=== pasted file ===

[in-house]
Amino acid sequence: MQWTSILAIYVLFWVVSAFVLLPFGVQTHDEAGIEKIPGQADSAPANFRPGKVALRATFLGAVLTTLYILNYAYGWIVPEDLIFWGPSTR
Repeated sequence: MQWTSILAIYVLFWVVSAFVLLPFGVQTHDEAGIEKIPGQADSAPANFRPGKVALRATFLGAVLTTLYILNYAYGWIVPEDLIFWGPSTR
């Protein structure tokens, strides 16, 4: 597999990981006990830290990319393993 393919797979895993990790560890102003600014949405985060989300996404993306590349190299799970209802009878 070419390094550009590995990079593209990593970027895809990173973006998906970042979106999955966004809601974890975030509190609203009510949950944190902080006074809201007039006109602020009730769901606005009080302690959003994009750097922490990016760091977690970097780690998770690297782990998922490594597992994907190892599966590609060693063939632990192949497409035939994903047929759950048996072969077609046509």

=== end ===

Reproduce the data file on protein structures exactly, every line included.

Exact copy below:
[in-house]
Amino acid sequence: MQWTSILAIYVLFWVVSAFVLLPFGVQTHDEAGIEKIPGQADSAPANFRPGKVALRATFLGAVLTTLYILNYAYGWIVPEDLIFWGPSTR
Repeated sequence: MQWTSILAIYVLFWVVSAFVLLPFGVQTHDEAGIEKIPGQADSAPANFRPGKVALRATFLGAVLTTLYILNYAYGWIVPEDLIFWGPSTR
């Protein structure tokens, strides 16, 4: 597999990981006990830290990319393993 393919797979895993990790560890102003600014949405985060989300996404993306590349190299799970209802009878 070419390094550009590995990079593209990593970027895809990173973006998906970042979106999955966004809601974890975030509190609203009510949950944190902080006074809201007039006109602020009730769901606005009080302690959003994009750097922490990016760091977690970097780690998770690297782990998922490594597992994907190892599966590609060693063939632990192949497409035939994903047929759950048996072969077609046509």